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Theatre Review: The Ones Who Kill Shooting Stars - White Bear Theatre, London ✭✭✭✭


The Ones Who Kill Shooting Stars


A dreamy, deserted Irish beach is brought to life in the White Bear Theatre for award-winning playwright Conall Quinn’s latest work, The Ones Who Kill Shooting Stars, a surreal tragicomedy set during the Second World War, referred to in Ireland at the time as ‘The Emergency’.

The narrative centres around three characters: Alice, (Clare Fraenkel), an imaginative, romantic girl who’s perpetually running away from home (despite living alone); Henry (Gregory Finnegan), an alcoholic night watchman who is trying to attract the attention of the girl he loves (unfortunately armed only with a flare gun); and Edward (Damien Tracey), Henry’s no-nonsense, bad-tempered boss, who is giving up the princely sum of two days every other fortnight to support his country by supervising Henry. Alice’s yearning for companionship leads her to adopt a dead pilot who has washed up on the beach, constructing an elaborate fantasy that eventually draws in Henry and the initially sceptical Edward.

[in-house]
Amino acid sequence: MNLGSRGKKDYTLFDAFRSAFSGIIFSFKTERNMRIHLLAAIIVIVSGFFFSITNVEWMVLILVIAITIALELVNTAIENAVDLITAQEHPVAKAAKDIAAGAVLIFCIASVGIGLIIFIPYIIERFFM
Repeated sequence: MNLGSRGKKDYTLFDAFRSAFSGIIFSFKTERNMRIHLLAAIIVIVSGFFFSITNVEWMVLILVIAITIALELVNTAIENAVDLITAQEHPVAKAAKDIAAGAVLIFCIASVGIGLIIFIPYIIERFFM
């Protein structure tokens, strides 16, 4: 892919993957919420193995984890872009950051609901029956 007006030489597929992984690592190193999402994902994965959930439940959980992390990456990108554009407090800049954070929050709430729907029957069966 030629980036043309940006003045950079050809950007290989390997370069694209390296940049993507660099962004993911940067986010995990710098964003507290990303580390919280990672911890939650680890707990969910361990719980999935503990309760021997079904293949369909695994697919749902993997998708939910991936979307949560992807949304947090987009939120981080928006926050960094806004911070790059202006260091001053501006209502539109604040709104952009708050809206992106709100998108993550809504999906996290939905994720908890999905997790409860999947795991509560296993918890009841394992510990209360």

Whilst the plot summary sounds a little strange, I found this play warm, engaging and brilliantly funny. The dialogue is at once both poetic and hilariously matter-of-fact, and helped to emphasise the increasingly blurred boundaries between fantasy and reality within the narrative. Many of Henry’s analogies (delivered in an expertly deadpan fashion) had the audience in stitches, whilst Alice’s flights of fancy (usually directed at dead or sleeping characters) were thoughtful and rather beautiful. The simple staging also suited the surreal, whimsical feel of the story, with the soft lighting and gentle wind creating a dreamlike atmosphere in the White Bear’s small auditorium.

Special mention in the cast must go to Gregory Finnegan, who brought a charming vulnerability and yet sharp wit to the role of Henry, and Paul Hayward, who expertly conveyed airman Dumas’s confusion at being simultaneously dead and yet alive. Clare Fraenkel was also a sweet, spirited Alice, tinged with an underlying hint of sadness, and Damien Tracey was clearly enjoying himself as the grumpy, cynical Edward.

Towards the end of the second half the narrative becomes a little confusing, as the fantasy element of the story takes over the narrative and the number of dead/alive characters increases. Nevertheless, overall this is a funny and enjoyable play, that asks interesting questions about love and loneliness in an unusual, imaginative way. Hurry along and see it before it closes on Sunday!


4 stars out of 5 ✭✭✭✭

Review by Emma Curry

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